In the latter half of the 19th century, Ludovik Lazarus Zamenhof had an idea.
The Jewish ophthalmologist believed there needed to be a commonality among all people in order to foster peace and acceptance of one another – something that would unite anyone, no matter their geographic location, ethnic background or cultural affiliation.
With solidarity came the possibility of a unified perspective, and, in turn, a peaceful existence for everyone. Zamenhof’s plan? Create a universal language.
In 1887, the self-admitted idealist set out to do just that, publishing “Unua Libro,” the first and foundational text on Esperanto.
The book laid the groundwork for the language, which consists of a 28-letter alphabet and is based on Latin script. Zamenhof wanted the language to be easy to learn in order for it to be adopted across the globe and used as a tool for pacifism.
The language is adaptable in the sense that there is little distinction between masculine and feminine nouns and verbs are not changed when describing number or person. By most standards, Esperanto is relatively simple. It’s also fluid, given that speakers are encouraged to create their own vocabulary words within the language.
Esperanto has obviously not lived up to Zamenhof’s expectations, but it still holds a number of enthusiasts around the world. It’s estimated that up to 2 million people speak the language today, with some even teaching it to their children as a native language.
Growing up in the former Russian Empire in what’s now modern-day Poland, Zamenhof experienced anti-Semitism first hand from a young age. This adversity made for the pillar of his ambition to harmoniously connect people from different religions, countries and backgrounds.
An intelligent multilingual, Zamenhof created a small dictionary of Esperanto to pass out at his 19th birthday party prior to publishing “Unua Libro.” The language gained traction after the book was released, attracting people from all over Europe to jump on the Esperanto bandwagon.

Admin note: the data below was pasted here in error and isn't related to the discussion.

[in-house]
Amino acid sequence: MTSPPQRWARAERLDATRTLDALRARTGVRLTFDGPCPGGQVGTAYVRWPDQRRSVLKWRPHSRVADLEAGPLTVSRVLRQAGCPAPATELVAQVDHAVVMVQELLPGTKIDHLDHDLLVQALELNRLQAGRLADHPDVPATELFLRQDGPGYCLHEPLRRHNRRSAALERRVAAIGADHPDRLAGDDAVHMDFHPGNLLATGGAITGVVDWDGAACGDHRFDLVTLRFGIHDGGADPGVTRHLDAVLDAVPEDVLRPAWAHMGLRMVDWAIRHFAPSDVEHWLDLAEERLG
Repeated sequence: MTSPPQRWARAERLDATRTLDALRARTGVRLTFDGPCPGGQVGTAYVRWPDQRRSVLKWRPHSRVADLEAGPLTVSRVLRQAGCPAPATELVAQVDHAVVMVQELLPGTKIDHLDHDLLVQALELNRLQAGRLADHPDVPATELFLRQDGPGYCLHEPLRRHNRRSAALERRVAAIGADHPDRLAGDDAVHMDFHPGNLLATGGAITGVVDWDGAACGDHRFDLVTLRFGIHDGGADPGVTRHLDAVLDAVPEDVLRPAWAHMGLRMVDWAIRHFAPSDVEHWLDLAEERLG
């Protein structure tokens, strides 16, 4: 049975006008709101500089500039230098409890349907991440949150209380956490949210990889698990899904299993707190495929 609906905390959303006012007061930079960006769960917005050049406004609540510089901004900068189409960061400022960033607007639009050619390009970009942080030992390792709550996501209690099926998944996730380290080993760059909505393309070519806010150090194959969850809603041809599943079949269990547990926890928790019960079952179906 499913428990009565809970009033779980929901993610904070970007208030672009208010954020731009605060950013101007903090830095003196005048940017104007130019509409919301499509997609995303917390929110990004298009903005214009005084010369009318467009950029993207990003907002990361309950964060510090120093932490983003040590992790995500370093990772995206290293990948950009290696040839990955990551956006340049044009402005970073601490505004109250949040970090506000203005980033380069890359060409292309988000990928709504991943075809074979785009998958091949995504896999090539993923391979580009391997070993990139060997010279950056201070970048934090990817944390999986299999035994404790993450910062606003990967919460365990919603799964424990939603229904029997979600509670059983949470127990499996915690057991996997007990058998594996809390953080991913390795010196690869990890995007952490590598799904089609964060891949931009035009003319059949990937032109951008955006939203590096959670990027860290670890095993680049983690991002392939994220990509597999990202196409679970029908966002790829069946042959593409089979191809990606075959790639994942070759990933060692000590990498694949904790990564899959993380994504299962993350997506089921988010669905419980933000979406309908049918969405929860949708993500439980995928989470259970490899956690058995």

The language grew to the point that annual congresses were held and the Universal Esperanto Association was established in 1908. For a time, there was an effort to create a community in Europe where only Esperanto was spoken. The haven was to be called “Amikejo,” or “friendship place.”
However, the popularity failed to continue on the scale that Zamenhof had hoped for. For some, the language became synonymous with the communist left and was viewed as a dialect for artists and bohemians. Probably most disappointing to Zamenhof was people’s interest in the language as a novel hobby instead of a way to bridge geopolitical borders.
A Refreshing Perspective
Zamenhof died in 1917, oblivious to the conflicts that would ensue in the First and Second World Wars and the Holocaust. But, a century after his death, his language lives on.
Today there is a large community that has sustained the language’s legacy. Duolingo users can learn Esperanto on the app and it is also one of the more than 100 languages translated by Google. Another digital claim to fame, Esperanto’s Wikipedia page has the 32nd largest presence on the site based on the number of Wiki pages on the subject.
Although it may have lost its political aspirations, for an organic language to maintain as long as it has is impressive. And, if anything, Zamenhof’s optimistic expectations provided a refreshing perspective on what humans can and could accomplish.
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